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THE TELEPHEMERA YEARS: O Canada! (part 3)

Written By:

Alan Boon
Beastmaster, 1999

Ah, telephemera… those shows whose stay with us was tantalisingly brief, snatched away before their time, and sometimes with good cause. They hit the schedules alongside established shows, hoping for a long run, but it’s not always to be, and for every Street Hawk there’s two Manimals. But here at STARBURST we celebrate their existence and mourn their departure, drilling down into the new season’s entertainment with equal opportunities square eyes… these are The Telephemera Years!

O Canada!

Although the odd European show occasionally slips through the net, a massive percentage of the shows featured in The Telephemera Years originate from North America, and almost exclusively from the USA. Canada, though, has a thriving film and TV industry – including providing locations and supporting cast members for many of those American shows – and even has its own range of TV channels, including CBC, CTV, Global, and Space. To celebrate those gems made north of the border – some of which enjoyed three- or four-season runs but little acclaim outside their native land – we’re giving over four weeks of this column to our Canucklehead friends.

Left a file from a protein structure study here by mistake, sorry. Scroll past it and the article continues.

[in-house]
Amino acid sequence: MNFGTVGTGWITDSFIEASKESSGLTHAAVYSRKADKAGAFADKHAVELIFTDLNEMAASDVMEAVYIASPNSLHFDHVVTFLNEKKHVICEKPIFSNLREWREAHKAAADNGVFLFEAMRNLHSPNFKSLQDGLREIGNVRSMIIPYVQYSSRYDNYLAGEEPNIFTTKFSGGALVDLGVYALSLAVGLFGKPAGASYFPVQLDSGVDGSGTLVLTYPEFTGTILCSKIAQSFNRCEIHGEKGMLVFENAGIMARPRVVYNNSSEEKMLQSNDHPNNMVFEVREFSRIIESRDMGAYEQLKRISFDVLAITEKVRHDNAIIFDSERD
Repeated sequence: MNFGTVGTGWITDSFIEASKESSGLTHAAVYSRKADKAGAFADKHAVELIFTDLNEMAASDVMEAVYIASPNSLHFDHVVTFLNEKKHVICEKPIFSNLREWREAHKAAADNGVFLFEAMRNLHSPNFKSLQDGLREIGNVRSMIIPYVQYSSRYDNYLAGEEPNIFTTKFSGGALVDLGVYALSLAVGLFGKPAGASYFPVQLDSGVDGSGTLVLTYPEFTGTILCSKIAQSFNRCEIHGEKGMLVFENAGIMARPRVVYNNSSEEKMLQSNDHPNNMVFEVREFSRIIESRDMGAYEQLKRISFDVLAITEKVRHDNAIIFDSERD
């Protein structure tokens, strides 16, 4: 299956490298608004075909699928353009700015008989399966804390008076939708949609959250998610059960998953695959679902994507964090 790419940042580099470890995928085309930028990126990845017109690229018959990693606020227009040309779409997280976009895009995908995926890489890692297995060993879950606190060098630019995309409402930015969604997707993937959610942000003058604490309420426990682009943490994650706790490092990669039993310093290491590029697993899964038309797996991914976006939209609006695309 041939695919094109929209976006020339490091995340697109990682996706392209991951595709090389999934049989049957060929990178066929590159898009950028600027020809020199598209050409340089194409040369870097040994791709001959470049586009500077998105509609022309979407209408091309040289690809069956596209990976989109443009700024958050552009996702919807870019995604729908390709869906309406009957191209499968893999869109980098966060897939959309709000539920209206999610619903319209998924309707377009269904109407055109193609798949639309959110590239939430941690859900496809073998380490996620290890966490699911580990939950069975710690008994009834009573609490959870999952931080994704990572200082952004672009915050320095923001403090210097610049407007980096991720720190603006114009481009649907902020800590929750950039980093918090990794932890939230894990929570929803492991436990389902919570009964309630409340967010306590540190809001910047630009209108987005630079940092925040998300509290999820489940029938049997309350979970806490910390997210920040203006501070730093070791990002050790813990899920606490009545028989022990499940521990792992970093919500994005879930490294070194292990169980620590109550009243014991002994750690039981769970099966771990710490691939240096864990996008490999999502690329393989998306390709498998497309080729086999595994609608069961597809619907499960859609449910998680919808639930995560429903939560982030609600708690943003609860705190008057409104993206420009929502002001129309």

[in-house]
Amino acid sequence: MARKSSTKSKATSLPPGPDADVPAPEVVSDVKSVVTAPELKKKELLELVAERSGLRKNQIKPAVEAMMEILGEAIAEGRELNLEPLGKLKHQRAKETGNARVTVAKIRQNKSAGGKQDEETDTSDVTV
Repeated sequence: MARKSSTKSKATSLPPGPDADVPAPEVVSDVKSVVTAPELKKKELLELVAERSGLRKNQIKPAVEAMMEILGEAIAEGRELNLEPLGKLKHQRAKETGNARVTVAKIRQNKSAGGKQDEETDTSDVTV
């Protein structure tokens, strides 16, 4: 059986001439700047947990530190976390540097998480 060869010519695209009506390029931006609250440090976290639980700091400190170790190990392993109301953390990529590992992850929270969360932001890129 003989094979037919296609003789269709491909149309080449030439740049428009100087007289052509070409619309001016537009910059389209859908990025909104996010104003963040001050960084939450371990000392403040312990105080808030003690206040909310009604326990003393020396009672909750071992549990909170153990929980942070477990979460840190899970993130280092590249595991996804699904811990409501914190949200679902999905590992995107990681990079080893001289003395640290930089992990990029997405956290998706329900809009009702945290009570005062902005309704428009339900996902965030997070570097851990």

Some of the shows produced in Canada that have enjoyed wider acclaim include telefantasy schlockbusters Lexx and Relic Hunter, while the beloved Due South also falls into this category. Viewers of children’s BBC in the 1980s will no doubt have fond memories of The Raccoons and Degrassi Junior High, while Kids in the Hall rewrote comedy in the early nineties with a decidedly surreal touch. But those are the shows you’ve heard of and probably watched… what about those that didn’t get much reach beyond the provinces and territories of the Great White North? This is the story of yet more riches from the land of the maple…

Twice in a Lifetime (1999, CTV): Imagine that It’s a Wonderful Life was a TV show, that Clarence was played by a smouldering hunk, and that George actually dies at the end. That’s pretty much the premise of Twice in a Lifetime, in which people who’ve reached the end of their lives get a chance to go back to a pivotal moment and change something they did. It will alter their life for better or worse (always for the better, it seems) but they will return to the afterlife knowing they did a good job for themselves in some other timeline.